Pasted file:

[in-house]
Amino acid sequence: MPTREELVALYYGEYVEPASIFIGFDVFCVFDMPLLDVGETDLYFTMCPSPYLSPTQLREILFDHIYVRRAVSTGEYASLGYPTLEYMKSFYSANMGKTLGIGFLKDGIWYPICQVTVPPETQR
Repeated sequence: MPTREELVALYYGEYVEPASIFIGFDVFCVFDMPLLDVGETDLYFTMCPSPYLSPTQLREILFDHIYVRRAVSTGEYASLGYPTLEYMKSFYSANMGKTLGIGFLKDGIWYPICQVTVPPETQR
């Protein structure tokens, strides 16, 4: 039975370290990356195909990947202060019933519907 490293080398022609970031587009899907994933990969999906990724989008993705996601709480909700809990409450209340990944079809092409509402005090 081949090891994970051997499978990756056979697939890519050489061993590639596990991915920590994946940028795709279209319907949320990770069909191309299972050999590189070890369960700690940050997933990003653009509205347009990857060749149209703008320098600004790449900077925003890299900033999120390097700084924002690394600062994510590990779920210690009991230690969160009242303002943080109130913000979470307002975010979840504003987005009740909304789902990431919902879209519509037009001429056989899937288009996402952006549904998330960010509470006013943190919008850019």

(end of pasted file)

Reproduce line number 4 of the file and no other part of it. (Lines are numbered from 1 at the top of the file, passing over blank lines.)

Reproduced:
């Protein structure tokens, strides 16, 4: 039975370290990356195909990947202060019933519907 490293080398022609970031587009899907994933990969999906990724989008993705996601709480909700809990409450209340990944079809092409509402005090 081949090891994970051997499978990756056979697939890519050489061993590639596990991915920590994946940028795709279209319907949320990770069909191309299972050999590189070890369960700690940050997933990003653009509205347009990857060749149209703008320098600004790449900077925003890299900033999120390097700084924002690394600062994510590990779920210690009991230690969160009242303002943080109130913000979470307002975010979840504003987005009740909304789902990431919902879209519509037009001429056989899937288009996402952006549904998330960010509470006013943190919008850019």